We love consuming fresh produce and vegetables (especially ones that are seasonal, organic, and come from the local farmers market), but you may want to pause before chomping down on raw broccoli or a kale salad.
According to some studies, some vegetables can be harmful to your health if consumed raw in large quantities or on a consistent basis. Despite the many nutrients, specific chemicals and compounds can interfere with digestion, thyroid hormone synthesis, and cause various gastrointestinal problems. Moreover, the fantastic nutrients are best absorbed when consuming these vegetable cooked. Also, they just taste better!
Here are four vegetables to rethink eating raw:
First on the list is the mighty kale. A superfood leafy green, kale is OK to eat raw (as in, you won't die) but you should do so in moderation. According to research, kale contains "progoitrin, a compound that can interfere with thyroid hormone synthesis, and thiocyanate ions, which can crowd out the iodine your thyroid needs." When consumed in large quantities, "one could experience a swelling of the thyroid, often called a goiter."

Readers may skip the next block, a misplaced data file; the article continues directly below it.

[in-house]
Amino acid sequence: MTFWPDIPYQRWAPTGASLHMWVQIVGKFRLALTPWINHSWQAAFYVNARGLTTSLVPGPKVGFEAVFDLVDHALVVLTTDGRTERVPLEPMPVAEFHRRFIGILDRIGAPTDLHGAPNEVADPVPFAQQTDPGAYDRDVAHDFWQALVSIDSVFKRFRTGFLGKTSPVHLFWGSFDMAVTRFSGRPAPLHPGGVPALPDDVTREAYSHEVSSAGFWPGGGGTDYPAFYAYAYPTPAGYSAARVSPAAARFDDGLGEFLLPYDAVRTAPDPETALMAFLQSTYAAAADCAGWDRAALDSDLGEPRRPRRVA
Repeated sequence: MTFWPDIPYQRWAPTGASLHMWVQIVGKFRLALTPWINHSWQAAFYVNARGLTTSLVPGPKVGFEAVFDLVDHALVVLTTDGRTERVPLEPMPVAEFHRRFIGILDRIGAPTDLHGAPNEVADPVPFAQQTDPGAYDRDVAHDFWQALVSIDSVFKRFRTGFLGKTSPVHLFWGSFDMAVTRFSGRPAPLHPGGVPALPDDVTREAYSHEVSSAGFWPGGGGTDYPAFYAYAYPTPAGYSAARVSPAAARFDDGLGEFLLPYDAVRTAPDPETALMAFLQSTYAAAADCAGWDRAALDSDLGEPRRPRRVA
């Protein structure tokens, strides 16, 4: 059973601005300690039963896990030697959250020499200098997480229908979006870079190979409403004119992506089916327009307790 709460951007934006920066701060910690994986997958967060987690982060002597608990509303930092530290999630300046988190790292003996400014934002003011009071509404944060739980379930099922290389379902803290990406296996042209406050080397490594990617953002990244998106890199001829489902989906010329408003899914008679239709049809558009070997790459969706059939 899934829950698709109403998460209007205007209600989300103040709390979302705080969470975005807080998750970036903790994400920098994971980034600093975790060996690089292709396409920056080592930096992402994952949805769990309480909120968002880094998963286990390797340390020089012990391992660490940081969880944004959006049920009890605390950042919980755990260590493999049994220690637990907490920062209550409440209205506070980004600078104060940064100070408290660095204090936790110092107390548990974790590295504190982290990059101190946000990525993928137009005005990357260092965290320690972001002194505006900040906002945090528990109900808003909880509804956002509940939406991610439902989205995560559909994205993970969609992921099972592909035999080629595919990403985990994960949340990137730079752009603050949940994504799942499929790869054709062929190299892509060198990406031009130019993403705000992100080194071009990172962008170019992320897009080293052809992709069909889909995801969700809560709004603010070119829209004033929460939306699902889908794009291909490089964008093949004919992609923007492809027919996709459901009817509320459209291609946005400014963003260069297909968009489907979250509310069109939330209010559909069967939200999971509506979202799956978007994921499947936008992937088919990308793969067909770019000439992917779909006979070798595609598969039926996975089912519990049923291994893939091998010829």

You don't have to stop eating raw kale salads, just do so in moderations. And try these cooking methods from The Spruce Eats.
You probably shouldn't forge and eat raw, wild mushrooms anytime soon. Some varieties of mushrooms can be harmful on your digestive tract when not cooked.
Sautée, grill, bake, or add this Vitamin D powerhouse to stews this winter for optimal nutrients and health. If you need some ideas, try these grilled mushroom fajitas with asparagus!
3. Brussel SproutsOne of our favorite greens, Brussel sprouts are packed with potassium, folate, Vitamin C, and Vitamin K. They are best consumed when cooked. Plus they taste much better when sprinkled with olive oil, salt, and a dash of pepper.
Brocolli, like kale and brussel sprouts, is a Cruciferous or Brassica vegetable. It can be hard on your digestion when consumed raw in large quantities (although a few stems with some hummus is OK). There is also research that suggests broccoli best retains its nutrients when cooked on low heat and with minimal water. To get most from these Vitamin C and protein kings, learn how to steam them properly.